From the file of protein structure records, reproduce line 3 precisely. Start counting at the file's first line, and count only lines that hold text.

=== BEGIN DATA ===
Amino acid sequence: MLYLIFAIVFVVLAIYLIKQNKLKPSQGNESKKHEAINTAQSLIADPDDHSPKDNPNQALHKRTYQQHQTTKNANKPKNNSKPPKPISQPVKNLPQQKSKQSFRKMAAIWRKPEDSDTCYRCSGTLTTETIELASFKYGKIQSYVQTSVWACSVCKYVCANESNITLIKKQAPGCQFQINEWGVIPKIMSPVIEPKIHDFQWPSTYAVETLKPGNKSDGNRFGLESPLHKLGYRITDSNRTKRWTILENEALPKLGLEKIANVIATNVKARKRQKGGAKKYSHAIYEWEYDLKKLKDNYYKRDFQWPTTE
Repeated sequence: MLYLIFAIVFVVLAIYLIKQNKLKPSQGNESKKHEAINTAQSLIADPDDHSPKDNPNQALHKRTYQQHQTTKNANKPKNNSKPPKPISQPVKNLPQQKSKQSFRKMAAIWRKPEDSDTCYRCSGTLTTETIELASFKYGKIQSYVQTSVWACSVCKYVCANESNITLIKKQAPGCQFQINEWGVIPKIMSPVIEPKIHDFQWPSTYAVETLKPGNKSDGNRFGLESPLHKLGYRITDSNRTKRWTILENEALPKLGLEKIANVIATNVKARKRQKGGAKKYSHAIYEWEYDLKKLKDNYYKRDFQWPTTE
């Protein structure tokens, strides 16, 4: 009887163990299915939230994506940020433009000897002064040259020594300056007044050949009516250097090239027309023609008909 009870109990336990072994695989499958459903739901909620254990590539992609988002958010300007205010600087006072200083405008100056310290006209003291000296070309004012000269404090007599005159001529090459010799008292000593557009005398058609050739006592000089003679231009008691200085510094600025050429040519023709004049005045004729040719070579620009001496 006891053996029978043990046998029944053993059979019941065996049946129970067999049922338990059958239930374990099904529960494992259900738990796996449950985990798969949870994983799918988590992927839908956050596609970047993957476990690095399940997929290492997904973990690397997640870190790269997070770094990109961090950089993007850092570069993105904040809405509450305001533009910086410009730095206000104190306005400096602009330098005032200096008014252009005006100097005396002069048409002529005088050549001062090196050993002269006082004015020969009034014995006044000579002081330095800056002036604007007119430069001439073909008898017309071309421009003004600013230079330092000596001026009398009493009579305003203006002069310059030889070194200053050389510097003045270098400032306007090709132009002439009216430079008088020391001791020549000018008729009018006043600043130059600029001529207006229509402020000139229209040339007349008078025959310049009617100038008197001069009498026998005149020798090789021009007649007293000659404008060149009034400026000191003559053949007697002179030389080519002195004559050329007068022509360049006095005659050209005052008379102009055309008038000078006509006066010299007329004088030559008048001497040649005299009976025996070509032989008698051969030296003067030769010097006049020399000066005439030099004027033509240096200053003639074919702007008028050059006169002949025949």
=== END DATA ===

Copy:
């Protein structure tokens, strides 16, 4: 009887163990299915939230994506940020433009000897002064040259020594300056007044050949009516250097090239027309023609008909 009870109990336990072994695989499958459903739901909620254990590539992609988002958010300007205010600087006072200083405008100056310290006209003291000296070309004012000269404090007599005159001529090459010799008292000593557009005398058609050739006592000089003679231009008691200085510094600025050429040519023709004049005045004729040719070579620009001496 006891053996029978043990046998029944053993059979019941065996049946129970067999049922338990059958239930374990099904529960494992259900738990796996449950985990798969949870994983799918988590992927839908956050596609970047993957476990690095399940997929290492997904973990690397997640870190790269997070770094990109961090950089993007850092570069993105904040809405509450305001533009910086410009730095206000104190306005400096602009330098005032200096008014252009005006100097005396002069048409002529005088050549001062090196050993002269006082004015020969009034014995006044000579002081330095800056002036604007007119430069001439073909008898017309071309421009003004600013230079330092000596001026009398009493009579305003203006002069310059030889070194200053050389510097003045270098400032306007090709132009002439009216430079008088020391001791020549000018008729009018006043600043130059600029001529207006229509402020000139229209040339007349008078025959310049009617100038008197001069009498026998005149020798090789021009007649007293000659404008060149009034400026000191003559053949007697002179030389080519002195004559050329007068022509360049006095005659050209005052008379102009055309008038000078006509006066010299007329004088030559008048001497040649005299009976025996070509032989008698051969030296003067030769010097006049020399000066005439030099004027033509240096200053003639074919702007008028050059006169002949025949």